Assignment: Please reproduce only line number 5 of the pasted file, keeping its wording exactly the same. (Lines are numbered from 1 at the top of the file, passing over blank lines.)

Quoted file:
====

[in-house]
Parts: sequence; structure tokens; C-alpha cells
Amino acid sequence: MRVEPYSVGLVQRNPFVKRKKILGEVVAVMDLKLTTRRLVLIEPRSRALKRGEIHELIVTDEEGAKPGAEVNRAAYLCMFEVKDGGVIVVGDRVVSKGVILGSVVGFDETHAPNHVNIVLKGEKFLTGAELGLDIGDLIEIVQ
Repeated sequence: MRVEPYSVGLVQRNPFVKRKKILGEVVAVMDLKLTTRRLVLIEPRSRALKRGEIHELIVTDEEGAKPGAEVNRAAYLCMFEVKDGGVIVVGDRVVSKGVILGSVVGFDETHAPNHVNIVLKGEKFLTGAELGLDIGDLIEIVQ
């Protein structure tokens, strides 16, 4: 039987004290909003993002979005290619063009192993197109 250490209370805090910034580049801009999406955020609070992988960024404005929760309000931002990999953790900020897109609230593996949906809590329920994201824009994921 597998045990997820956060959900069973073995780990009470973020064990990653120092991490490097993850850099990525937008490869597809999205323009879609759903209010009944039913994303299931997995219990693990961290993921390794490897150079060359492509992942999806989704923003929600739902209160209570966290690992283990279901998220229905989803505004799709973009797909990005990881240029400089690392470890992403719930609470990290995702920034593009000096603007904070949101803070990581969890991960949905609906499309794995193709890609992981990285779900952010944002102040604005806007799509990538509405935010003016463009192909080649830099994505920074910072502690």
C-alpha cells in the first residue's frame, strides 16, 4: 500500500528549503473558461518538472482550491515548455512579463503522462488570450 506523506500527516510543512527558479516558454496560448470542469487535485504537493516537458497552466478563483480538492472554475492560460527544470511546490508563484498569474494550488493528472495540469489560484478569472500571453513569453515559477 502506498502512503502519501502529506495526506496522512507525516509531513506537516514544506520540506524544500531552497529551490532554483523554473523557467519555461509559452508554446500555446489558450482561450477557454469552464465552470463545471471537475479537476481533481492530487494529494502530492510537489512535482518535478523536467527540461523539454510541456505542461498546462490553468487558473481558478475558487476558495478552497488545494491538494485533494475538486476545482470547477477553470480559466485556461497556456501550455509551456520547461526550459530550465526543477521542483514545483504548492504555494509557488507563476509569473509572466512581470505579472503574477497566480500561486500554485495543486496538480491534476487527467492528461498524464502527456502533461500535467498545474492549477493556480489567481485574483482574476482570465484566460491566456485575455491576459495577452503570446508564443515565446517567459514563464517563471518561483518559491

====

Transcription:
């Protein structure tokens, strides 16, 4: 039987004290909003993002979005290619063009192993197109 250490209370805090910034580049801009999406955020609070992988960024404005929760309000931002990999953790900020897109609230593996949906809590329920994201824009994921 597998045990997820956060959900069973073995780990009470973020064990990653120092991490490097993850850099990525937008490869597809999205323009879609759903209010009944039913994303299931997995219990693990961290993921390794490897150079060359492509992942999806989704923003929600739902209160209570966290690992283990279901998220229905989803505004799709973009797909990005990881240029400089690392470890992403719930609470990290995702920034593009000096603007904070949101803070990581969890991960949905609906499309794995193709890609992981990285779900952010944002102040604005806007799509990538509405935010003016463009192909080649830099994505920074910072502690």